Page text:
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Tokyo Releases Video Allegedly Showing Territorial Intrusion of Chinese Vessels

© YouTube/The Japan TimesChinese Coast Guard ships allegedly violating Japanese waters near the Senkaku islands
Chinese Coast Guard ships allegedly violating Japanese waters near the Senkaku islands - Sputnik International
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Amid ongoing tensions in the East China Sea, Japan’s coast guard has released video showing Chinese vessels entering disputed waters near the Senkaku Islands.

Over the weekend, reports surfaced that Tokyo has plans to develop new land-to-sea missiles to be deployed to the southernmost point of Okinawa prefecture. With a range of 186 miles, the projectiles could easily reach the Senkakus.

"In light of China’s repeated acts of provocation around the Senkaku islands, Japan aims to increase deterrence with improved long-range strike capability," Japanese newspaper Yomiuri Shimbun said.

On Monday, the Japan Coast Guard released footage that claims to show these provocations.

Allegedly occurring between August 5 and 9, the video documents 28 separate breaches of territorial waters claimed by Japan. The breaches includes several Chinese fishing boats, but also Chinese coast guard ships.

A soldier from Japan's Ground Self-Defense Force helps to prepare surface-to-ship missile launchers at Camp Naha in Naha, Okinawa Prefecture (File) - Sputnik International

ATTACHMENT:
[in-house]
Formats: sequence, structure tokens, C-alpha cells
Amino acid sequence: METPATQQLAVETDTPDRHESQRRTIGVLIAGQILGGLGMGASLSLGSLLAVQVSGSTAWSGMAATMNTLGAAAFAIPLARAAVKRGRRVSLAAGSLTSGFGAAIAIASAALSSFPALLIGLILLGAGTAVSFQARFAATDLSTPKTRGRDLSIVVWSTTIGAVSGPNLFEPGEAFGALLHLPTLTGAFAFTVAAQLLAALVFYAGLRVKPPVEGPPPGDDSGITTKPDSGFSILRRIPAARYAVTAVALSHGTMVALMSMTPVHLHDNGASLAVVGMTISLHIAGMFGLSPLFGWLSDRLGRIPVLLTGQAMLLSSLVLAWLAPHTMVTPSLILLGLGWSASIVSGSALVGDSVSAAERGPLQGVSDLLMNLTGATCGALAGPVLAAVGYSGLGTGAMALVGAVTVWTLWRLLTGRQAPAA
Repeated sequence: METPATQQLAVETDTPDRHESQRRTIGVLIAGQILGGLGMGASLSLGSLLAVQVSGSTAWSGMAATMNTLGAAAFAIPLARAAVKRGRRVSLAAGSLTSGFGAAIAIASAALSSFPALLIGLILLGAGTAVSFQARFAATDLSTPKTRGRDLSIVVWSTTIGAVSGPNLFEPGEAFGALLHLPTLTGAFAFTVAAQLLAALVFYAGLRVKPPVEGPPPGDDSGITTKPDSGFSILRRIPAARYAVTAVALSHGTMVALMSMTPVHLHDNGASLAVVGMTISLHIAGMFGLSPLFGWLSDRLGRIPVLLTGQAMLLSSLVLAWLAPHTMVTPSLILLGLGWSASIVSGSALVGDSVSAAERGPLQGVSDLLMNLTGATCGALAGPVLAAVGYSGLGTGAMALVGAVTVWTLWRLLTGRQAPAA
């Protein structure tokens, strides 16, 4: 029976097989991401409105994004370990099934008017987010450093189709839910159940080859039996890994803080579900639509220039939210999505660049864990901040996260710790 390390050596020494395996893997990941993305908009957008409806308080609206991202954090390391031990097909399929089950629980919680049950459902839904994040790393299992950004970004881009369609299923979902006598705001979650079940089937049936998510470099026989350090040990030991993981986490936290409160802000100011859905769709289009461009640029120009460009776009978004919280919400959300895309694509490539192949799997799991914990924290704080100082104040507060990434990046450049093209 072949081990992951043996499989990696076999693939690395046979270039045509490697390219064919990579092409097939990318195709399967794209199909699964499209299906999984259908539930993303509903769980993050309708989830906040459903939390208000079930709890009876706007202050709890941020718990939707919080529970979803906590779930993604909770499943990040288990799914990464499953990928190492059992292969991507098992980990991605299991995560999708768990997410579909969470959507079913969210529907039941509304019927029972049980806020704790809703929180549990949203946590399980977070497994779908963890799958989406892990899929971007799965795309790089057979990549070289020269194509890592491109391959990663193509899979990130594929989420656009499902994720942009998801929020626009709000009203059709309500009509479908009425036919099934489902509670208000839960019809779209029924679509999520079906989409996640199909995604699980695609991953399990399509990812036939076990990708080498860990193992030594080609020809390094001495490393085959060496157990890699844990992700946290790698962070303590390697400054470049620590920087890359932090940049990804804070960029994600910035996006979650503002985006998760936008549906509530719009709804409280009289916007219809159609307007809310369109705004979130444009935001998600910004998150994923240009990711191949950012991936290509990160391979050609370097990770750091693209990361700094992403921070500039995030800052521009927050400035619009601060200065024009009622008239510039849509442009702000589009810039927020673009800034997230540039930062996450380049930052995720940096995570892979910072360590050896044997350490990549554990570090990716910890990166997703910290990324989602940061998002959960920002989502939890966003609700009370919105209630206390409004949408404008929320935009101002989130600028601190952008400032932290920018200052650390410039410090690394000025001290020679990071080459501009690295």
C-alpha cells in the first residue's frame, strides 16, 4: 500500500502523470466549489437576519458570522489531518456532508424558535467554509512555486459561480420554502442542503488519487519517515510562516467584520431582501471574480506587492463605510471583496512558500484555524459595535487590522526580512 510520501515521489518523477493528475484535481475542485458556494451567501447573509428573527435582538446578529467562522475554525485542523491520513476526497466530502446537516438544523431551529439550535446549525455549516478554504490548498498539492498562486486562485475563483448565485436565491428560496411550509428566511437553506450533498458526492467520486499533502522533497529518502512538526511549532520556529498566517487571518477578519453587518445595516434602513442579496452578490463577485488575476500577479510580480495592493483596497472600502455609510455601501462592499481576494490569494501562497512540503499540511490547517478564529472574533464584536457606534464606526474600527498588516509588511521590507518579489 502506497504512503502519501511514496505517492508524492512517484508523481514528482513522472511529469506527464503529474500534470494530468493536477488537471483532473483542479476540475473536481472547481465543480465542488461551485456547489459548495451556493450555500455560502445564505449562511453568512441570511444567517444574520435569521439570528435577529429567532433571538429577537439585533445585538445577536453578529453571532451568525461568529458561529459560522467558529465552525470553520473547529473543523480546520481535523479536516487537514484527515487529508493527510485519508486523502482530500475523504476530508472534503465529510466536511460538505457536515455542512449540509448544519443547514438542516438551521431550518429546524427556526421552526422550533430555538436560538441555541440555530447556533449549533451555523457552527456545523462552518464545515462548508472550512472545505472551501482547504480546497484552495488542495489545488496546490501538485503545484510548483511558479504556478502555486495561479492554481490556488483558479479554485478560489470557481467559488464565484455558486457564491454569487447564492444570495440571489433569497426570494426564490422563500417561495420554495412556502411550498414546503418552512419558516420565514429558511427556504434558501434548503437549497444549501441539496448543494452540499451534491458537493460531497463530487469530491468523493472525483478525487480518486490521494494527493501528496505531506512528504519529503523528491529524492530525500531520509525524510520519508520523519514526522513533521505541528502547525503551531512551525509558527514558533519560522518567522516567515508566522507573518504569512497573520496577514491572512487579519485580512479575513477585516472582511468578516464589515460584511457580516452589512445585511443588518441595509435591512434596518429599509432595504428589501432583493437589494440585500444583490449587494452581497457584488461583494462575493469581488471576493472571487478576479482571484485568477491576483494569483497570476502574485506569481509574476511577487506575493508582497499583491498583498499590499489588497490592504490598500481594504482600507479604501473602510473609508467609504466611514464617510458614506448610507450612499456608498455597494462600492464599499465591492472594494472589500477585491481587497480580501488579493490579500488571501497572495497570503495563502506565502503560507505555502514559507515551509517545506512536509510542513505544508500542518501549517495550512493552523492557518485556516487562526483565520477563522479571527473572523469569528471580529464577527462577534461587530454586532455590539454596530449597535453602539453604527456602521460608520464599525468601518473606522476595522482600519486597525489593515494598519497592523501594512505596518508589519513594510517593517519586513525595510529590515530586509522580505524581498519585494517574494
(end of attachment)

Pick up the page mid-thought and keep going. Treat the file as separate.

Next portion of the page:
China Worried That Japan Ready to Go to War Over Disputed Islands

"Your ship has intruded into the territorial waters of our country," says an electronic message sent from the Japanese patrol ship Aguni to one of the Chinese vessels, according to the Japan Times.

"Non-innocent passage in the Japanese waters is not allowed. Get out of this area immediately."

According to a statement released by the Japan Coast Guard, 18 Chinese vessels were equipped with machine guns.

"Actions by the Chinese side like this, which will escalate the situation, is not tolerable," the statement said.

A destroyer of the South China Sea Fleet of the Chinese Navy fires a missile during a training exercise. - Sputnik International
Beijing Installs Supersonic Missiles on South China Sea’s Most Lethal Destroyer

Beijing claims ownership of the islands, which are known in Chinese as the Diaoyus, dating to their discovery in the 14th century. Tokyo maintains that it formally owned the chain between 1895 and the end of the Second World War, when they were ceded to the United States until being returned in 1971.

The islands are believed to be rich in energy resources.

Japan has sided with the US and its Pacific allies in territorial disputes in the neighboring South China Sea, where the Hague-based Court of Arbitration recently rejected Beijing’s nine-dash line claims.

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